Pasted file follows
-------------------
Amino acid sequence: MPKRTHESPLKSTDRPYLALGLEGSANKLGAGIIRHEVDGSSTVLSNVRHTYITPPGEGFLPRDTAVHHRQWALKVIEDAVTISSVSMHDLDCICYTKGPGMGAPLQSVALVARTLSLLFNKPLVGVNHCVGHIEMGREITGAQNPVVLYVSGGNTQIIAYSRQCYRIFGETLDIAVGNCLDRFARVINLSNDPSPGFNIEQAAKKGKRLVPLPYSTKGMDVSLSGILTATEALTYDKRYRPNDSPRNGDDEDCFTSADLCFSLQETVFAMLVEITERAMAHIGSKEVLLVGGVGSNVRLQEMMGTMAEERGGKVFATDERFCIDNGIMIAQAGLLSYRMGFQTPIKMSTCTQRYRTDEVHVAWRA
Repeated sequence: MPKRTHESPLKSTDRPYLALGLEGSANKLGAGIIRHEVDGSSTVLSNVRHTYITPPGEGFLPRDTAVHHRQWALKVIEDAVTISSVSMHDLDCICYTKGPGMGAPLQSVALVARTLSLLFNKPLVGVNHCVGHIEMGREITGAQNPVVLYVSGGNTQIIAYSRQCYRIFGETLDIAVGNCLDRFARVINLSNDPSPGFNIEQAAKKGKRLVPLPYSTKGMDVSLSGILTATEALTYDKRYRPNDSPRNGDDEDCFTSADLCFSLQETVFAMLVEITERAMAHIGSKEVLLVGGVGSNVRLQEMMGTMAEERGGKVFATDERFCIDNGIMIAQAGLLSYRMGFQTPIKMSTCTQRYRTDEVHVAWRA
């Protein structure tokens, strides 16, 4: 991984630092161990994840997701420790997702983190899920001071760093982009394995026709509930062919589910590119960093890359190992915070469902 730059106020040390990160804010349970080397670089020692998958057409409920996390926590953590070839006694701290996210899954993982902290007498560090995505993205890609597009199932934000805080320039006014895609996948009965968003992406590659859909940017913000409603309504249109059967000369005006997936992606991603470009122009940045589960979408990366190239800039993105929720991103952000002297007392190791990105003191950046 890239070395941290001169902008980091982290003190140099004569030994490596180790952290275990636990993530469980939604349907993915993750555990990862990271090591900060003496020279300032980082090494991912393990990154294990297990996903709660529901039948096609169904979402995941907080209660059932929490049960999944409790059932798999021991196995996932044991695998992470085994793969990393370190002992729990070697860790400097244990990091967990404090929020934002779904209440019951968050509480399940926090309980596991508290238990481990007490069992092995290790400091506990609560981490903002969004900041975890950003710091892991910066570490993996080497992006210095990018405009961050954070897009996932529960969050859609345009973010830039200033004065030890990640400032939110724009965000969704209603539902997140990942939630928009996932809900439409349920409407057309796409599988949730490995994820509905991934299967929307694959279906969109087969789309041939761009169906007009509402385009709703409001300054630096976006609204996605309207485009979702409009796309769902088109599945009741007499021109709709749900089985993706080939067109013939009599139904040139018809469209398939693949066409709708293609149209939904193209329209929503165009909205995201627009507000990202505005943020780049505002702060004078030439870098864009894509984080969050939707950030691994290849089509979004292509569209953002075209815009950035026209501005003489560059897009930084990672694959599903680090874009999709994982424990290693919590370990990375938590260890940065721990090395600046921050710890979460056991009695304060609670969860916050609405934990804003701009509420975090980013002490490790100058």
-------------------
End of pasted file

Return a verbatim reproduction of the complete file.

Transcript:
Amino acid sequence: MPKRTHESPLKSTDRPYLALGLEGSANKLGAGIIRHEVDGSSTVLSNVRHTYITPPGEGFLPRDTAVHHRQWALKVIEDAVTISSVSMHDLDCICYTKGPGMGAPLQSVALVARTLSLLFNKPLVGVNHCVGHIEMGREITGAQNPVVLYVSGGNTQIIAYSRQCYRIFGETLDIAVGNCLDRFARVINLSNDPSPGFNIEQAAKKGKRLVPLPYSTKGMDVSLSGILTATEALTYDKRYRPNDSPRNGDDEDCFTSADLCFSLQETVFAMLVEITERAMAHIGSKEVLLVGGVGSNVRLQEMMGTMAEERGGKVFATDERFCIDNGIMIAQAGLLSYRMGFQTPIKMSTCTQRYRTDEVHVAWRA
Repeated sequence: MPKRTHESPLKSTDRPYLALGLEGSANKLGAGIIRHEVDGSSTVLSNVRHTYITPPGEGFLPRDTAVHHRQWALKVIEDAVTISSVSMHDLDCICYTKGPGMGAPLQSVALVARTLSLLFNKPLVGVNHCVGHIEMGREITGAQNPVVLYVSGGNTQIIAYSRQCYRIFGETLDIAVGNCLDRFARVINLSNDPSPGFNIEQAAKKGKRLVPLPYSTKGMDVSLSGILTATEALTYDKRYRPNDSPRNGDDEDCFTSADLCFSLQETVFAMLVEITERAMAHIGSKEVLLVGGVGSNVRLQEMMGTMAEERGGKVFATDERFCIDNGIMIAQAGLLSYRMGFQTPIKMSTCTQRYRTDEVHVAWRA
């Protein structure tokens, strides 16, 4: 991984630092161990994840997701420790997702983190899920001071760093982009394995026709509930062919589910590119960093890359190992915070469902 730059106020040390990160804010349970080397670089020692998958057409409920996390926590953590070839006694701290996210899954993982902290007498560090995505993205890609597009199932934000805080320039006014895609996948009965968003992406590659859909940017913000409603309504249109059967000369005006997936992606991603470009122009940045589960979408990366190239800039993105929720991103952000002297007392190791990105003191950046 890239070395941290001169902008980091982290003190140099004569030994490596180790952290275990636990993530469980939604349907993915993750555990990862990271090591900060003496020279300032980082090494991912393990990154294990297990996903709660529901039948096609169904979402995941907080209660059932929490049960999944409790059932798999021991196995996932044991695998992470085994793969990393370190002992729990070697860790400097244990990091967990404090929020934002779904209440019951968050509480399940926090309980596991508290238990481990007490069992092995290790400091506990609560981490903002969004900041975890950003710091892991910066570490993996080497992006210095990018405009961050954070897009996932529960969050859609345009973010830039200033004065030890990640400032939110724009965000969704209603539902997140990942939630928009996932809900439409349920409407057309796409599988949730490995994820509905991934299967929307694959279906969109087969789309041939761009169906007009509402385009709703409001300054630096976006609204996605309207485009979702409009796309769902088109599945009741007499021109709709749900089985993706080939067109013939009599139904040139018809469209398939693949066409709708293609149209939904193209329209929503165009909205995201627009507000990202505005943020780049505002702060004078030439870098864009894509984080969050939707950030691994290849089509979004292509569209953002075209815009950035026209501005003489560059897009930084990672694959599903680090874009999709994982424990290693919590370990990375938590260890940065721990090395600046921050710890979460056991009695304060609670969860916050609405934990804003701009509420975090980013002490490790100058």